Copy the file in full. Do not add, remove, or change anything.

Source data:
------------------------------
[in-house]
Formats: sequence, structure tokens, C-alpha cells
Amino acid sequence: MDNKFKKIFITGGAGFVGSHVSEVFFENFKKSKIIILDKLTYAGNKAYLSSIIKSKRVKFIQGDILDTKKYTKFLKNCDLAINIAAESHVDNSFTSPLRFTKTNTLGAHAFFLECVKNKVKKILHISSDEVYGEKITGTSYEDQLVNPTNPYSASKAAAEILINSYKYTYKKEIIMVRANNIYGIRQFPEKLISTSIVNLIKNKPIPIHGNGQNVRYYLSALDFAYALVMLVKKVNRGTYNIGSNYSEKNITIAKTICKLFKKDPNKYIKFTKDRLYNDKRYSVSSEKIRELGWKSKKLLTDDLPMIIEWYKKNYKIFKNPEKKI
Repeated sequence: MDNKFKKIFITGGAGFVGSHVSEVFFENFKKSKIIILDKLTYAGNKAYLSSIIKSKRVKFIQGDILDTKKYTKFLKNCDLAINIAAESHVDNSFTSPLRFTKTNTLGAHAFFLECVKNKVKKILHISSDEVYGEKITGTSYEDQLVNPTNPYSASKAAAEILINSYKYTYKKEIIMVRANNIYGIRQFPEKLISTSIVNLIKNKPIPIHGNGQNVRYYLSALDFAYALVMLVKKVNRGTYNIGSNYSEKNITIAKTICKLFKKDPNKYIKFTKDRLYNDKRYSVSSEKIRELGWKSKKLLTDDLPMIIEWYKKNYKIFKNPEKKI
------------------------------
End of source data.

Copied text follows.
[in-house]
Formats: sequence, structure tokens, C-alpha cells
Amino acid sequence: MDNKFKKIFITGGAGFVGSHVSEVFFENFKKSKIIILDKLTYAGNKAYLSSIIKSKRVKFIQGDILDTKKYTKFLKNCDLAINIAAESHVDNSFTSPLRFTKTNTLGAHAFFLECVKNKVKKILHISSDEVYGEKITGTSYEDQLVNPTNPYSASKAAAEILINSYKYTYKKEIIMVRANNIYGIRQFPEKLISTSIVNLIKNKPIPIHGNGQNVRYYLSALDFAYALVMLVKKVNRGTYNIGSNYSEKNITIAKTICKLFKKDPNKYIKFTKDRLYNDKRYSVSSEKIRELGWKSKKLLTDDLPMIIEWYKKNYKIFKNPEKKI
Repeated sequence: MDNKFKKIFITGGAGFVGSHVSEVFFENFKKSKIIILDKLTYAGNKAYLSSIIKSKRVKFIQGDILDTKKYTKFLKNCDLAINIAAESHVDNSFTSPLRFTKTNTLGAHAFFLECVKNKVKKILHISSDEVYGEKITGTSYEDQLVNPTNPYSASKAAAEILINSYKYTYKKEIIMVRANNIYGIRQFPEKLISTSIVNLIKNKPIPIHGNGQNVRYYLSALDFAYALVMLVKKVNRGTYNIGSNYSEKNITIAKTICKLFKKDPNKYIKFTKDRLYNDKRYSVSSEKIRELGWKSKKLLTDDLPMIIEWYKKNYKIFKNPEKKI